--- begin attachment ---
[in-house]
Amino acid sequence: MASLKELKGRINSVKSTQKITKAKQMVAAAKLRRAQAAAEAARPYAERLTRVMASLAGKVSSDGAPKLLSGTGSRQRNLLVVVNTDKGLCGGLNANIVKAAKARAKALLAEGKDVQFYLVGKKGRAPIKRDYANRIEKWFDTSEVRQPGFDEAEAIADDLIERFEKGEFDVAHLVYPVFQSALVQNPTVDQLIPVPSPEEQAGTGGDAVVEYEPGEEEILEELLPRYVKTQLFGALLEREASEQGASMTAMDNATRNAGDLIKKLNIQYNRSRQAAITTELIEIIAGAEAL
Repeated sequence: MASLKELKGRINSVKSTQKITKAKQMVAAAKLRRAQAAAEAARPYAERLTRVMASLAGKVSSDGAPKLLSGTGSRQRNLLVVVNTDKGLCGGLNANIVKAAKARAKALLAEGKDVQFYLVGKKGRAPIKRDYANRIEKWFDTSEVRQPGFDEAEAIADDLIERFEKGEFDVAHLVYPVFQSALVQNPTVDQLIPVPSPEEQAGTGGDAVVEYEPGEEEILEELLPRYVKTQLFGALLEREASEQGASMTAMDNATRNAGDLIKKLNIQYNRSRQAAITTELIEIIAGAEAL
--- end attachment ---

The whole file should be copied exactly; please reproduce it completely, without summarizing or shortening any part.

[in-house]
Amino acid sequence: MASLKELKGRINSVKSTQKITKAKQMVAAAKLRRAQAAAEAARPYAERLTRVMASLAGKVSSDGAPKLLSGTGSRQRNLLVVVNTDKGLCGGLNANIVKAAKARAKALLAEGKDVQFYLVGKKGRAPIKRDYANRIEKWFDTSEVRQPGFDEAEAIADDLIERFEKGEFDVAHLVYPVFQSALVQNPTVDQLIPVPSPEEQAGTGGDAVVEYEPGEEEILEELLPRYVKTQLFGALLEREASEQGASMTAMDNATRNAGDLIKKLNIQYNRSRQAAITTELIEIIAGAEAL
Repeated sequence: MASLKELKGRINSVKSTQKITKAKQMVAAAKLRRAQAAAEAARPYAERLTRVMASLAGKVSSDGAPKLLSGTGSRQRNLLVVVNTDKGLCGGLNANIVKAAKARAKALLAEGKDVQFYLVGKKGRAPIKRDYANRIEKWFDTSEVRQPGFDEAEAIADDLIERFEKGEFDVAHLVYPVFQSALVQNPTVDQLIPVPSPEEQAGTGGDAVVEYEPGEEEILEELLPRYVKTQLFGALLEREASEQGASMTAMDNATRNAGDLIKKLNIQYNRSRQAAITTELIEIIAGAEAL